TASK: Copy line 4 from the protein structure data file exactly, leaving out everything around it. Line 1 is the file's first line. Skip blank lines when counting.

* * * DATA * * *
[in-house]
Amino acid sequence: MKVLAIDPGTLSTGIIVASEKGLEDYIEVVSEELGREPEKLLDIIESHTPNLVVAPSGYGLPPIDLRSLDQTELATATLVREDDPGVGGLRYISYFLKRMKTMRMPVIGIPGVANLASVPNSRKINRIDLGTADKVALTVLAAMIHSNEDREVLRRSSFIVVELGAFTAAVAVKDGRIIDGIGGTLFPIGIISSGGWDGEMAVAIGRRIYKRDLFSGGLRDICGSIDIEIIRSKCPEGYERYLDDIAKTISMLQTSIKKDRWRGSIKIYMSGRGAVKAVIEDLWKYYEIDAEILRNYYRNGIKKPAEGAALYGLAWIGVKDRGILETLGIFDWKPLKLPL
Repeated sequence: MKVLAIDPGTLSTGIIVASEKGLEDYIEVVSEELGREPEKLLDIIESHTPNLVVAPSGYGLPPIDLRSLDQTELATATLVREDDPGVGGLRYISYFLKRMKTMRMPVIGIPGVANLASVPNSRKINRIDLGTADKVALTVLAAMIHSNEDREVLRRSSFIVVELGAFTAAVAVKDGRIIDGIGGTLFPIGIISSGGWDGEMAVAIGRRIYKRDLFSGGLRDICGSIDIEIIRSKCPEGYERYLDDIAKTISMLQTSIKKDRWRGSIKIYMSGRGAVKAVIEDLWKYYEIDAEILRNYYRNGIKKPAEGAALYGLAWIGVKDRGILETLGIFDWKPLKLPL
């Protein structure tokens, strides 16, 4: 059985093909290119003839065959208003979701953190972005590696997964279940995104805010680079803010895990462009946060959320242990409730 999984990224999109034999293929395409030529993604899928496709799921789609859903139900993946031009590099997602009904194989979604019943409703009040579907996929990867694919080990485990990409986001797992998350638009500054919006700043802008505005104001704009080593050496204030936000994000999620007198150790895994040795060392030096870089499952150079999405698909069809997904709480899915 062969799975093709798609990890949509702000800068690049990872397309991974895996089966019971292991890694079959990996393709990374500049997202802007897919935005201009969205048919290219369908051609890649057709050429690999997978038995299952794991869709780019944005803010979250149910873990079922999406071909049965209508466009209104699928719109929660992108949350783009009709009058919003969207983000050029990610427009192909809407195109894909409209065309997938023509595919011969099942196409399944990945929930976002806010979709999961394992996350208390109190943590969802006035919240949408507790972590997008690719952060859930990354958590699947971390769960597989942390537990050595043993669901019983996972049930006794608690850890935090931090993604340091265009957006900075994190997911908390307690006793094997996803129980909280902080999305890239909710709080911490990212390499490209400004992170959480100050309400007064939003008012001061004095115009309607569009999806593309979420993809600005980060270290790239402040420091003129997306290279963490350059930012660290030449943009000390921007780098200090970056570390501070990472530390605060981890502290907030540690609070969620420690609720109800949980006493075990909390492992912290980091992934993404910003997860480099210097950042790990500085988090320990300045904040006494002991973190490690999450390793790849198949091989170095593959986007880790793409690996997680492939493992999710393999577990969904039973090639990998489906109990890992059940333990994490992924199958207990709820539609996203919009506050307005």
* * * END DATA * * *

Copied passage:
């Protein structure tokens, strides 16, 4: 059985093909290119003839065959208003979701953190972005590696997964279940995104805010680079803010895990462009946060959320242990409730 999984990224999109034999293929395409030529993604899928496709799921789609859903139900993946031009590099997602009904194989979604019943409703009040579907996929990867694919080990485990990409986001797992998350638009500054919006700043802008505005104001704009080593050496204030936000994000999620007198150790895994040795060392030096870089499952150079999405698909069809997904709480899915 062969799975093709798609990890949509702000800068690049990872397309991974895996089966019971292991890694079959990996393709990374500049997202802007897919935005201009969205048919290219369908051609890649057709050429690999997978038995299952794991869709780019944005803010979250149910873990079922999406071909049965209508466009209104699928719109929660992108949350783009009709009058919003969207983000050029990610427009192909809407195109894909409209065309997938023509595919011969099942196409399944990945929930976002806010979709999961394992996350208390109190943590969802006035919240949408507790972590997008690719952060859930990354958590699947971390769960597989942390537990050595043993669901019983996972049930006794608690850890935090931090993604340091265009957006900075994190997911908390307690006793094997996803129980909280902080999305890239909710709080911490990212390499490209400004992170959480100050309400007064939003008012001061004095115009309607569009999806593309979420993809600005980060270290790239402040420091003129997306290279963490350059930012660290030449943009000390921007780098200090970056570390501070990472530390605060981890502290907030540690609070969620420690609720109800949980006493075990909390492992912290980091992934993404910003997860480099210097950042790990500085988090320990300045904040006494002991973190490690999450390793790849198949091989170095593959986007880790793409690996997680492939493992999710393999577990969904039973090639990998489906109990890992059940333990994490992924199958207990709820539609996203919009506050307005």